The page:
Embassytown, by China Miéville

I am in awe of China Miéville’s world-building talents. His SF presents concepts and ideas that are thought-provoking, engaging, and just plain impressive (in the “I wish I could have come up with this” category). However, I wish he would put as much effort and ingenuity into his story and character motivations. More on that later.

The Speculative Concepts

Since you can read jacket copy and plot synopses yourself, let’s look at some of those awesome concepts I mentioned (Warning: slight plot spoilers may follow).

  • Miéville’s advanced sentient beings have two mouths, using a simultaneous pronunciation of their language that humans can understand, but can’t mimic—not even electronically. The aliens aren’t described in detail and Miéville allows the reader to fill in the gaps; I pictured them as looking like tree trunks with whiplike arms/appendages, another reader described them as insect-like.
  • These beings, called the Ariekei, have a complicated language that can only represent truth and that which has happened (i.e., they can’t lie, nor can they use abstraction or symbolism—at least that would be a layman’s take on their language). When the Ariekei need a simile, they get humans, usually children, to act out or have acts performed upon them which can later be used as similes. The main character Avice is asked to be a simile, so she becomes “the girl who sat in the dark and ate what was given her without question,” although Avice doesn’t think she had it as bad as “the boy who was turned inside out.” Of course, no children are permanently harmed in the creation of these similes, but they let Ariekei use comparisons “like the girl who sat in the dark…,” etc. The reader’s suspension of disbelief might be strained by this, considering how advanced the Ariekei are, but Miéville makes it work.
  • To eventually communicate, the humans create cloned pairs of humans, who can have a genetic empathy/telepathy between them (like twins often do). Their connection is then boosted with hardware-enhanced linkages, all so they can speak together and be understood by the Ariekei. The humans end up treating them as one “mind,” just as the Ariekei do. These clones become the ambassadors to the Ariekei because they can speak with them and negotiate issues of trade.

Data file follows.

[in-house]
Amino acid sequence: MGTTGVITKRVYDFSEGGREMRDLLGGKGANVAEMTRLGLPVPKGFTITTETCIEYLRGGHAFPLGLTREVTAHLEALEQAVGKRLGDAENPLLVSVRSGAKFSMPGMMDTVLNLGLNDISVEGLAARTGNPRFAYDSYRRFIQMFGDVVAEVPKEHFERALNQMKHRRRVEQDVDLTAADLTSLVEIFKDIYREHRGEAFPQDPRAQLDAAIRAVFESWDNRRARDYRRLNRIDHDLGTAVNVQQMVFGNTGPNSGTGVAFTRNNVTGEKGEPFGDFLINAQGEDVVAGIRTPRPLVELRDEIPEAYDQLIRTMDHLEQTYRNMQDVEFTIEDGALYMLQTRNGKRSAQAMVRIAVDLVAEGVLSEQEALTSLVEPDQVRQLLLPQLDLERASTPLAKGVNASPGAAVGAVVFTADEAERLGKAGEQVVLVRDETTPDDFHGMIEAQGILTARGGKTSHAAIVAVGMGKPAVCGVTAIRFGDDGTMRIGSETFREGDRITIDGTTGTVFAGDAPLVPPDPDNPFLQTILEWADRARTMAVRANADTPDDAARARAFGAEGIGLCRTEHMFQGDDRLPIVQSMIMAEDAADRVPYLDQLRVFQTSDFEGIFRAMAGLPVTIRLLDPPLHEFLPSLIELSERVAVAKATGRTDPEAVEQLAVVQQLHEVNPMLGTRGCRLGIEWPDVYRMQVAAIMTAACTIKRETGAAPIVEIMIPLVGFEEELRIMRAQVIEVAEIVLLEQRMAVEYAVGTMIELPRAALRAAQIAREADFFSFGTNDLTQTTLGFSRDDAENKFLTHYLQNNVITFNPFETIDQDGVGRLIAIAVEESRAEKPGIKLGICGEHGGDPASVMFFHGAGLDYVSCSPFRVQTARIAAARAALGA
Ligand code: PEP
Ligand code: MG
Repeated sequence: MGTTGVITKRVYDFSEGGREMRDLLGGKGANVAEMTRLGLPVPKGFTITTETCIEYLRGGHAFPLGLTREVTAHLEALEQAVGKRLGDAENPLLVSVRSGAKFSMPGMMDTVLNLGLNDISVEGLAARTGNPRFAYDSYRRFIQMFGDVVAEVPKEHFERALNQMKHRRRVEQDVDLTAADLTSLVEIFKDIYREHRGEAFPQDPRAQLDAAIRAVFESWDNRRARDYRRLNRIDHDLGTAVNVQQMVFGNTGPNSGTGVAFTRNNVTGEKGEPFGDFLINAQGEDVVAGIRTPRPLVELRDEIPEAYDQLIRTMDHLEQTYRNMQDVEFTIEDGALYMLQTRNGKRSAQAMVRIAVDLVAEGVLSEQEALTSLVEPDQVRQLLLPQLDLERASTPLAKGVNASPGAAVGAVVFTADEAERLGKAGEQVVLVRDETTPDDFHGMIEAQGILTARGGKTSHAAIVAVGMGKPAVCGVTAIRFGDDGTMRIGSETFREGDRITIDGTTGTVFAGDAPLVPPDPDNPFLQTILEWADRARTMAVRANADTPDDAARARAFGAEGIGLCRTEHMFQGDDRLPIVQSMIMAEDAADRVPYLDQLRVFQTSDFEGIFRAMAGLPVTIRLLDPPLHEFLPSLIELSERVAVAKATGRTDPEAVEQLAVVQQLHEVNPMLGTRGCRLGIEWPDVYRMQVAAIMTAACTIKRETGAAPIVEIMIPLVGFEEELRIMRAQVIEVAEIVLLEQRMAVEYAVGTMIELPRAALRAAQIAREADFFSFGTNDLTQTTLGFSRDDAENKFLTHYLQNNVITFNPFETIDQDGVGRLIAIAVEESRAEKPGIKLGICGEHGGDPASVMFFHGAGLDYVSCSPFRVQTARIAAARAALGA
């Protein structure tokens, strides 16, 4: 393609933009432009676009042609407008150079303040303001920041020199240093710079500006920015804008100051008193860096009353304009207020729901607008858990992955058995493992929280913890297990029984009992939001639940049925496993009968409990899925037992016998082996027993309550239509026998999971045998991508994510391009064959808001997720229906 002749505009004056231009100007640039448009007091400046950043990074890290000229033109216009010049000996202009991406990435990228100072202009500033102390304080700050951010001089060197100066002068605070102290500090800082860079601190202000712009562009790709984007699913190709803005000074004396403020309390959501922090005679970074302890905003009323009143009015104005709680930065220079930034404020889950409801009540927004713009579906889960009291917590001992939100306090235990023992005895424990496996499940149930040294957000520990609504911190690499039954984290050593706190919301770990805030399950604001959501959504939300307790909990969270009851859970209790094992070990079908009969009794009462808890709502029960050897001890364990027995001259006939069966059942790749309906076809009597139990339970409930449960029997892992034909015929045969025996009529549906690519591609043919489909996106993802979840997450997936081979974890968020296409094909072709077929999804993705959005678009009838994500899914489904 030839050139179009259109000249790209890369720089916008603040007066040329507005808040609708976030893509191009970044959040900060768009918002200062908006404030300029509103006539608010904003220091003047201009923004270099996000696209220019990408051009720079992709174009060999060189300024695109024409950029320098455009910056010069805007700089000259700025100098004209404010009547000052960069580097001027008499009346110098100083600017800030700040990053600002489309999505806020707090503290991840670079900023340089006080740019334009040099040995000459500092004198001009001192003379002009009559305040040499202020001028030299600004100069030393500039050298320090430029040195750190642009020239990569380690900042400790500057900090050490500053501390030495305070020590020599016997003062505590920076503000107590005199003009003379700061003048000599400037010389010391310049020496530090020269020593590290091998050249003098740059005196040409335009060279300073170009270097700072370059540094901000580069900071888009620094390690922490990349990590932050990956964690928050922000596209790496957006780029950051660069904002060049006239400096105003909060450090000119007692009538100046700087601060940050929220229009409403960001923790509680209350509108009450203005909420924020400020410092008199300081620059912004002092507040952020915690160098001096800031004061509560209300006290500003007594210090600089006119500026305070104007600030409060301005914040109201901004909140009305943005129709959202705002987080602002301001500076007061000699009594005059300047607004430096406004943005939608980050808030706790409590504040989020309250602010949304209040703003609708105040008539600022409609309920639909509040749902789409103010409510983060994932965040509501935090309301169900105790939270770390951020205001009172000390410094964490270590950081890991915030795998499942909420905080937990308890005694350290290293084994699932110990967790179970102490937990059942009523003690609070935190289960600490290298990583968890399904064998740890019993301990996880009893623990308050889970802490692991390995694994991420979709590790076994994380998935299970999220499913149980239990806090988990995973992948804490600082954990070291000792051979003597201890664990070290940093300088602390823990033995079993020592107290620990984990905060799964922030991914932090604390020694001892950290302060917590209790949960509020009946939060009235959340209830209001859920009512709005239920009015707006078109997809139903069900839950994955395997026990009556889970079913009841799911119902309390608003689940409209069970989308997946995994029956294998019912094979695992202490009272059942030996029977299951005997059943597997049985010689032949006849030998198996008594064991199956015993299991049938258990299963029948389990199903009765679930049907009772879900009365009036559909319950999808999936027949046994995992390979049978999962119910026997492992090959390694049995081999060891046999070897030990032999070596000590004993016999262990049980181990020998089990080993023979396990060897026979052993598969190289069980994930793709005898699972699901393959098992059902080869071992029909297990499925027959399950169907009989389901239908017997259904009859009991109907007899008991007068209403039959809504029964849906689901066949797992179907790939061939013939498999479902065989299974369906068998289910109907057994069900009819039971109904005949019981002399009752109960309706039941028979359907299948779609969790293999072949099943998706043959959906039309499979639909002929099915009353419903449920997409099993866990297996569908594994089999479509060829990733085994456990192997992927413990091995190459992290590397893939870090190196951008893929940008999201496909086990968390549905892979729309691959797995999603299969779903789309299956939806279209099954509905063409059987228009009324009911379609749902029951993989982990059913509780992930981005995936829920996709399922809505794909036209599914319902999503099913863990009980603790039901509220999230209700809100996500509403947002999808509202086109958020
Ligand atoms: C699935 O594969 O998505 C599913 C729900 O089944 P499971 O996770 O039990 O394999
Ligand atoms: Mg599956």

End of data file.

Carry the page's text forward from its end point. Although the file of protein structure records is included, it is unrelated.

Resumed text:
• The aliens alone might be fascinating enough to carry this world, but Miéville drops in other interesting concepts. On the sociological side, his world has different forms of marriages; for instance, Avice marries Scile in a legal, but sexless marriage. Also, spaceship crews, particularly immer pilots (loved Miéville’s concepts for FTL travel as well) seem to have a sort of higher social status. When Avice returns to Embassytown, now married and well-employed as an immer pilot, she seems able to pal around with very high officials in Embassytown.
  • Everything is working well between the Ariekei and humans until Embassytown’s far-away government sends a really different sort of ambassador. This ambassador is made up of two unrelated men who have a natural empathic connection between them, which is then enhanced by the hardware linkages. The Ariekei understand them quite well, but soon the humans realize they’re addicted to the sound of the new ambassador’s voice. Then we find that the two halves of the ambassador hate each other, which leads to more problems… and I’ll stop there. Miéville, once again, builds an interesting puzzle although it strains credibility on an emotional level: I had a problem believing two people who had a natural empathic connection could hate each other so much that they’d risk all human existence on that planet.

The book opens, I think, right before the last point above—I’m hesitant because Miéville really jumps around in time. Once we realize we’re in Avice’s adulthood, we expect some flashbacks of Avice’s childhood in Embassytown—but the timeline in the first half of the book is so jumbled that it gave me a headache. I discovered I could only figure out the order by assessing the degradation of Avice’s marriage (yes, even platonic marriages can go down the crapper). I suspect this ordering was an artificial means to build tension, but it could also be deceptive. When reading event K before event J, I had the inclination to assume K caused J, but then I figured out that J came before K and besides that, they were totally unrelated. Readers shouldn’t have to work so hard.

The Characters

I said I’d get to characters and their motivations. I assumed Avice was trying to do the right thing by the aliens—as well as wanting to survive until the next immer ship arrived. When it came to secondary characters, even important ones like Avice’s husband Scile, I couldn’t figure out why they took the actions they did. They seemed erratic; Scile gets involved in a violent conspiracy to prevent the Ariekei from learning to lie, then embarks upon self-destruction, yet later pops up and commits violence to let the Ariekei understand falsehoods. I couldn’t figure out if Scile was fascinated by the aliens or repulsed. Did he really find their language intriguing, or was his ego on the line since he was a language expert?

It’s okay to keep one or two major characters mysterious, but too many of the characters were just bizarre loose canons. I could pick a superficial or stereotypical motive (I could assume a politician, for instance, was self-serving), but then they just turned into caricatures. The Artificial Intelligence “friend” Avice has is confusing as well and, of course, the reader is never meant to understand the aliens. The unfortunate result: when readers can’t understand or empathize with characters, even a little, then they just don’t care about them.

Once again, Miéville has built an intriguing world that I want to immerse myself in, but has populated it with confusing and unlikeable characters.

Any opinions?

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